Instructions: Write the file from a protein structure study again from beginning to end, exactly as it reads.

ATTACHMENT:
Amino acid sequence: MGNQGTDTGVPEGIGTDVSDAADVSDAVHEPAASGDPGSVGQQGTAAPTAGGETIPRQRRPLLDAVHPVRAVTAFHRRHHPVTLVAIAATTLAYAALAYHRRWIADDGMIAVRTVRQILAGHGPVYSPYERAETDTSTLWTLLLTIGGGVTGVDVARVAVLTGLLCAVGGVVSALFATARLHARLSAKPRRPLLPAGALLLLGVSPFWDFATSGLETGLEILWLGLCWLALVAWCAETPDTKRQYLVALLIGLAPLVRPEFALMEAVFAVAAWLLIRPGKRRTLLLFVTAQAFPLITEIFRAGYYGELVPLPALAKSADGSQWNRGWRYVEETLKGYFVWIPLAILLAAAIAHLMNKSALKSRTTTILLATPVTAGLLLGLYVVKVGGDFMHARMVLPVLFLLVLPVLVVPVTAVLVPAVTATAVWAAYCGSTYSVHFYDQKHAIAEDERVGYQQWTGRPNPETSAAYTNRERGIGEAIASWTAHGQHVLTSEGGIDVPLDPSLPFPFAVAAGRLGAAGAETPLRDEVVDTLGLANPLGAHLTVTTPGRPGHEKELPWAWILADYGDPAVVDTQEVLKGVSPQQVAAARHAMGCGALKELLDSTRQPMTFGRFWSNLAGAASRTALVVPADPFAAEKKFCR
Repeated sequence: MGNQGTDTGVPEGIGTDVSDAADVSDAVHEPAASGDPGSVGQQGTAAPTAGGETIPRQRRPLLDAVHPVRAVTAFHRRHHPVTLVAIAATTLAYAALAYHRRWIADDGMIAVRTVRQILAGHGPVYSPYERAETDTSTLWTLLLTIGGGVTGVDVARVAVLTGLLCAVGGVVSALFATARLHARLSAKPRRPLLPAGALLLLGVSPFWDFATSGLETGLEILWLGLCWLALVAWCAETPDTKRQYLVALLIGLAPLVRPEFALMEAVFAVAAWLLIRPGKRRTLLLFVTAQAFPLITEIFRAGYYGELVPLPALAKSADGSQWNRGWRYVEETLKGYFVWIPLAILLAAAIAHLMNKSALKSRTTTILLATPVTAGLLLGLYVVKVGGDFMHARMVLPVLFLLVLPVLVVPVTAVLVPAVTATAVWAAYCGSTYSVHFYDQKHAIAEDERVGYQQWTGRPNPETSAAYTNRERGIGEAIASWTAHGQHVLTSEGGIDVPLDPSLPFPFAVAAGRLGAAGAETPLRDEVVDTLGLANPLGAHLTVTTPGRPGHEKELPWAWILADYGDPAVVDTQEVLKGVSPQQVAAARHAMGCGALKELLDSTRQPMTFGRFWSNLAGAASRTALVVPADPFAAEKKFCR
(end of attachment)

Amino acid sequence: MGNQGTDTGVPEGIGTDVSDAADVSDAVHEPAASGDPGSVGQQGTAAPTAGGETIPRQRRPLLDAVHPVRAVTAFHRRHHPVTLVAIAATTLAYAALAYHRRWIADDGMIAVRTVRQILAGHGPVYSPYERAETDTSTLWTLLLTIGGGVTGVDVARVAVLTGLLCAVGGVVSALFATARLHARLSAKPRRPLLPAGALLLLGVSPFWDFATSGLETGLEILWLGLCWLALVAWCAETPDTKRQYLVALLIGLAPLVRPEFALMEAVFAVAAWLLIRPGKRRTLLLFVTAQAFPLITEIFRAGYYGELVPLPALAKSADGSQWNRGWRYVEETLKGYFVWIPLAILLAAAIAHLMNKSALKSRTTTILLATPVTAGLLLGLYVVKVGGDFMHARMVLPVLFLLVLPVLVVPVTAVLVPAVTATAVWAAYCGSTYSVHFYDQKHAIAEDERVGYQQWTGRPNPETSAAYTNRERGIGEAIASWTAHGQHVLTSEGGIDVPLDPSLPFPFAVAAGRLGAAGAETPLRDEVVDTLGLANPLGAHLTVTTPGRPGHEKELPWAWILADYGDPAVVDTQEVLKGVSPQQVAAARHAMGCGALKELLDSTRQPMTFGRFWSNLAGAASRTALVVPADPFAAEKKFCR
Repeated sequence: MGNQGTDTGVPEGIGTDVSDAADVSDAVHEPAASGDPGSVGQQGTAAPTAGGETIPRQRRPLLDAVHPVRAVTAFHRRHHPVTLVAIAATTLAYAALAYHRRWIADDGMIAVRTVRQILAGHGPVYSPYERAETDTSTLWTLLLTIGGGVTGVDVARVAVLTGLLCAVGGVVSALFATARLHARLSAKPRRPLLPAGALLLLGVSPFWDFATSGLETGLEILWLGLCWLALVAWCAETPDTKRQYLVALLIGLAPLVRPEFALMEAVFAVAAWLLIRPGKRRTLLLFVTAQAFPLITEIFRAGYYGELVPLPALAKSADGSQWNRGWRYVEETLKGYFVWIPLAILLAAAIAHLMNKSALKSRTTTILLATPVTAGLLLGLYVVKVGGDFMHARMVLPVLFLLVLPVLVVPVTAVLVPAVTATAVWAAYCGSTYSVHFYDQKHAIAEDERVGYQQWTGRPNPETSAAYTNRERGIGEAIASWTAHGQHVLTSEGGIDVPLDPSLPFPFAVAAGRLGAAGAETPLRDEVVDTLGLANPLGAHLTVTTPGRPGHEKELPWAWILADYGDPAVVDTQEVLKGVSPQQVAAARHAMGCGALKELLDSTRQPMTFGRFWSNLAGAASRTALVVPADPFAAEKKFCR